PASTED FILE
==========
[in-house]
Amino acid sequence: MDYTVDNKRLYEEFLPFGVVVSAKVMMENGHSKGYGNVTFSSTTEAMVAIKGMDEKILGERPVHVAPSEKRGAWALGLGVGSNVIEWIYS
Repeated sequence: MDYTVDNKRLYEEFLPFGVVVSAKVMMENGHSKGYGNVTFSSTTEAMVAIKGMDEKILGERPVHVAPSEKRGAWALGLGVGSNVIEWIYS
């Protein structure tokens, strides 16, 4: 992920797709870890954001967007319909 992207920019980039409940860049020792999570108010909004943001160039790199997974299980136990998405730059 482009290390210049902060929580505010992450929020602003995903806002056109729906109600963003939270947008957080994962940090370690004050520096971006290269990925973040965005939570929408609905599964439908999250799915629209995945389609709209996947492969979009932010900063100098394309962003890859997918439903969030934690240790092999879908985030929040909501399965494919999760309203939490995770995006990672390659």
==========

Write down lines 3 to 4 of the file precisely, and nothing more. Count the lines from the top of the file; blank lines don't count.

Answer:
Repeated sequence: MDYTVDNKRLYEEFLPFGVVVSAKVMMENGHSKGYGNVTFSSTTEAMVAIKGMDEKILGERPVHVAPSEKRGAWALGLGVGSNVIEWIYS
């Protein structure tokens, strides 16, 4: 992920797709870890954001967007319909 992207920019980039409940860049020792999570108010909004943001160039790199997974299980136990998405730059 482009290390210049902060929580505010992450929020602003995903806002056109729906109600963003939270947008957080994962940090370690004050520096971006290269990925973040965005939570929408609905599964439908999250799915629209995945389609709209996947492969979009932010900063100098394309962003890859997918439903969030934690240790092999879908985030929040909501399965494919999760309203939490995770995006990672390659």